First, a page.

Last month, a small but influential group of African Americans was invited to the White House to discuss its priorities with President Barack Obama.
The meeting was significant for several reasons. First, it was the first time in history that members of the Congressional Black Caucus (CBC) met with a President who was a former member of their caucus, and second, it signaled the renewed strength of an organization that has served as the ”Conscience of the Congress” for nearly 40 years.
Since its founding in 1969, when it was comprised of the 13 African American members of Congress, the CBC has fought a largely uphill battle to ensure that the promise of liberty and justice for all is extended to African Americans and others who have historically been left out and left behind.
Today, under the chairmanship of Congresswoman Barbara Lee of California, its 42 members include four Committee Chairmen, 15 Sub-Committee Chairmen and the third most powerful person in the House of Representatives, Majority Whip James Clyburn.
While its numbers have steadily increased over time, the CBC still represents just 9.5 percent of the 435 members of the House; and only one African American, Roland Burris of Illinois, serves in the 100-member Senate.
However, the CBC’s strength has always been measured more in the rightness of its cause than in the size of its membership. In the words of Henry David Thoreau, ”Any man more right than his neighbors constitutes a majority of one.”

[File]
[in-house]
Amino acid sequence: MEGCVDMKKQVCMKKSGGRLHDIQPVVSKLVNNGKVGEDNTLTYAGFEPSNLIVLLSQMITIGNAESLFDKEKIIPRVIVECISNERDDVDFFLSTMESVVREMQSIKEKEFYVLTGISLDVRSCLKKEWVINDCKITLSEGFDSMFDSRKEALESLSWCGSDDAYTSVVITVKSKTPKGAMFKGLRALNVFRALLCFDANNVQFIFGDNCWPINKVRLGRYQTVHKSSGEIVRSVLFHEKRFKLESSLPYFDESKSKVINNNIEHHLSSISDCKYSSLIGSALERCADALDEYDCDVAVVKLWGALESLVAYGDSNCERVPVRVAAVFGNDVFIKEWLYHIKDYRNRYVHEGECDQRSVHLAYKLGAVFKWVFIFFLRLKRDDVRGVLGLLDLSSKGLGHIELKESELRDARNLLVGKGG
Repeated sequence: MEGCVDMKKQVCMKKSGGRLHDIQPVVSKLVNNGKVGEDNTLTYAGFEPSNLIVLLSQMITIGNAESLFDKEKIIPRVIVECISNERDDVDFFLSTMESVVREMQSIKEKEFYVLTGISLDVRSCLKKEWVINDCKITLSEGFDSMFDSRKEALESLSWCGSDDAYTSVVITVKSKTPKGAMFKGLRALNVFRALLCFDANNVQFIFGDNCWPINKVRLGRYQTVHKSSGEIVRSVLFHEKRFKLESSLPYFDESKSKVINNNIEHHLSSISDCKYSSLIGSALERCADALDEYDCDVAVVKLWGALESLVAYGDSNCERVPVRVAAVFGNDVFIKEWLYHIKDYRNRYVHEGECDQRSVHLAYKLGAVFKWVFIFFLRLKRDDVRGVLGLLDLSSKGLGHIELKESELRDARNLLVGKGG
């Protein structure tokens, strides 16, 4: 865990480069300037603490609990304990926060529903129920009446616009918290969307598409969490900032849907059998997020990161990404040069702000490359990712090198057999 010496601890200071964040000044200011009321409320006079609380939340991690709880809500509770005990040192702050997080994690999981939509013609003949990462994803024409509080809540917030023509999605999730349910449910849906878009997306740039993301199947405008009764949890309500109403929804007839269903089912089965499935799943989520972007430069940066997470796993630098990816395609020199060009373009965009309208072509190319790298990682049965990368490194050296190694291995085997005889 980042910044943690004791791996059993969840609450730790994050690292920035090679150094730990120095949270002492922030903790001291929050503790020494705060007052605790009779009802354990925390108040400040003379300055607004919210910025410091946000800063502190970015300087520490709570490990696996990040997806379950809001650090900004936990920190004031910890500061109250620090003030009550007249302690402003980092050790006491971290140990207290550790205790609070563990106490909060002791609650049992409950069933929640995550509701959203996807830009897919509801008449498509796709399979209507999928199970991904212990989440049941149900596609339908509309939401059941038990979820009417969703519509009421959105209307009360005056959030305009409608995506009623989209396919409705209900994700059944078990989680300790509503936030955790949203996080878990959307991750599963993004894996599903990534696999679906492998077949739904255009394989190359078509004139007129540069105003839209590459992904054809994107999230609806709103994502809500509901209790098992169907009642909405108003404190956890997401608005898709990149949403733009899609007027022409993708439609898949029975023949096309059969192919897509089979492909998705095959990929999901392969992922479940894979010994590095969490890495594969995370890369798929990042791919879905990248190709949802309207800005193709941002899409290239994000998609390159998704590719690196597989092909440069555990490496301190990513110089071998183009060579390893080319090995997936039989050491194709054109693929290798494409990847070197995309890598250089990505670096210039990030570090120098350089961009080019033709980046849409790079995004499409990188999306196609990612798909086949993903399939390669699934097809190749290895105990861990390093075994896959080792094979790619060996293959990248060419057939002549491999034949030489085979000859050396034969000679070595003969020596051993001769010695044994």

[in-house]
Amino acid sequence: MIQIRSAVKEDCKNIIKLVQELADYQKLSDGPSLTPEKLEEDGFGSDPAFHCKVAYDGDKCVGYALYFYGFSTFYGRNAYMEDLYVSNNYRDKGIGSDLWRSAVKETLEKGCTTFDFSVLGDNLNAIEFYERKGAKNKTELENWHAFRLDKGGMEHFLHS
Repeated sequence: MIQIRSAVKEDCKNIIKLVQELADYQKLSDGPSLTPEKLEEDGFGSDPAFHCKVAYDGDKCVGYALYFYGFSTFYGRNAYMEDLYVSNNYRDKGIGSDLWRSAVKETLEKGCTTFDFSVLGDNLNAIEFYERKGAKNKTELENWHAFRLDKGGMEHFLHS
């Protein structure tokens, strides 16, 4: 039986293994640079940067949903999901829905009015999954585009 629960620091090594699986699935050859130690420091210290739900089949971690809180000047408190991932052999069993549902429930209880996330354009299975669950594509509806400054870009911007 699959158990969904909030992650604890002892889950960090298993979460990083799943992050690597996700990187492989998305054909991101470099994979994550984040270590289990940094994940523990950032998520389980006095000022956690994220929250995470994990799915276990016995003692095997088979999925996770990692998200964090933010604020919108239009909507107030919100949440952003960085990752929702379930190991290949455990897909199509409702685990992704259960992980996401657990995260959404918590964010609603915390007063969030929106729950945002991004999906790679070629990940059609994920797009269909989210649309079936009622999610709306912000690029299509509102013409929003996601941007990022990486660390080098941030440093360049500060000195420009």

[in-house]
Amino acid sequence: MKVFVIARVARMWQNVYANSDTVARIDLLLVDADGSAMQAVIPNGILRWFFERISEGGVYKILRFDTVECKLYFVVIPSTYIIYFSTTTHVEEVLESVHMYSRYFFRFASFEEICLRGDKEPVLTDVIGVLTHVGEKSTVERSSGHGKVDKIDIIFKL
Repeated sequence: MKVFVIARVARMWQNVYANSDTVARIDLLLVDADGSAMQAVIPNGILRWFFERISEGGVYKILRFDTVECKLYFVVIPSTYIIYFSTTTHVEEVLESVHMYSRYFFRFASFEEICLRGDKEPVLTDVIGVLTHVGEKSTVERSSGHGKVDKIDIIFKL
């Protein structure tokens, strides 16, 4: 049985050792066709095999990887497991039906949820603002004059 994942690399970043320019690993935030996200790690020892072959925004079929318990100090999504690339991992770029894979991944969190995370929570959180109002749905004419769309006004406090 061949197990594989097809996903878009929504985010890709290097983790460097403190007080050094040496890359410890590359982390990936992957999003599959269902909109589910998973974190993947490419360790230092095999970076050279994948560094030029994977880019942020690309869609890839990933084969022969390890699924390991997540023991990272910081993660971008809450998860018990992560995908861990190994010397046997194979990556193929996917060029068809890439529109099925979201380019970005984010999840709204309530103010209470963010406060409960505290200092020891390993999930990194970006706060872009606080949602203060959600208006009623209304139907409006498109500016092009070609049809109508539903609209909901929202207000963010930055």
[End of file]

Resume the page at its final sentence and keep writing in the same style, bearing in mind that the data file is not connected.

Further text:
When others have turned their backs on issues like hate crimes, police brutality, judicial injustice, homelessness, hunger and poverty, the CBC has always stood up and spoken out as a majority of one.
And it continues to do so today. From the effort to secure voting rights for the citizens of Washington, DC, to the fight to right the wrongs of Hurricane Katrina, to the great debate over the stimulus bill, no group in Congress has fought or worked harder to expand opportunity and equality for all Americans than the Congressional Black Caucus.
There are some who argue that with Barack Obama as President and Eric Holder as Attorney General, the need for groups like the CBC and the National Urban League is diminished. Nothing could be further from the truth.
We must remember that Barack Obama is President of the United States of America – not Black America.
As CBC member Corrine Brown of Florida has said, ”It doesn’t matter who is President…if you’re not in the room, your interests will be left on the table.”
That’s why the CBC’s meeting at the White House was so important and it is why the National Urban League will continue to stand with the CBC as a voice of the people and a sounding board for the President.
This year marks the 40th anniversary of CBC founding member Shirley Chisholm’s election as the nation’s first Black congresswoman.
She once said, ”I am, was and always will be a catalyst for change.” Let that be the rallying cry for the CBC and all of us as we re-double our efforts to build a stronger, more prosperous and more equitable America.